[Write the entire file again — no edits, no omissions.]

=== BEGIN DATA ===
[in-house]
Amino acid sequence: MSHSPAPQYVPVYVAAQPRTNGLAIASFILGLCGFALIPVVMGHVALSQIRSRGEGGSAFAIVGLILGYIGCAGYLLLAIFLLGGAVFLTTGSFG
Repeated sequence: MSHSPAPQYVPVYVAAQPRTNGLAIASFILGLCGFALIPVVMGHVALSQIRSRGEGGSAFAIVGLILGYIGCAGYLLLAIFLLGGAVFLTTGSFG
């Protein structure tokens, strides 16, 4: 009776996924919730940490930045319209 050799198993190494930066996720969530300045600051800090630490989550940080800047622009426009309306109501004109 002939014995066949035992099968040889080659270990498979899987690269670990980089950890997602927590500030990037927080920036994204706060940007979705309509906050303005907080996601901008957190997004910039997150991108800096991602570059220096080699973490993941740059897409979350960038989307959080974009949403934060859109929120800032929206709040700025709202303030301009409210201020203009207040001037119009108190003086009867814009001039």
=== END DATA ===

[in-house]
Amino acid sequence: MSHSPAPQYVPVYVAAQPRTNGLAIASFILGLCGFALIPVVMGHVALSQIRSRGEGGSAFAIVGLILGYIGCAGYLLLAIFLLGGAVFLTTGSFG
Repeated sequence: MSHSPAPQYVPVYVAAQPRTNGLAIASFILGLCGFALIPVVMGHVALSQIRSRGEGGSAFAIVGLILGYIGCAGYLLLAIFLLGGAVFLTTGSFG
């Protein structure tokens, strides 16, 4: 009776996924919730940490930045319209 050799198993190494930066996720969530300045600051800090630490989550940080800047622009426009309306109501004109 002939014995066949035992099968040889080659270990498979899987690269670990980089950890997602927590500030990037927080920036994204706060940007979705309509906050303005907080996601901008957190997004910039997150991108800096991602570059220096080699973490993941740059897409979350960038989307959080974009949403934060859109929120800032929206709040700025709202303030301009409210201020203009207040001037119009108190003086009867814009001039």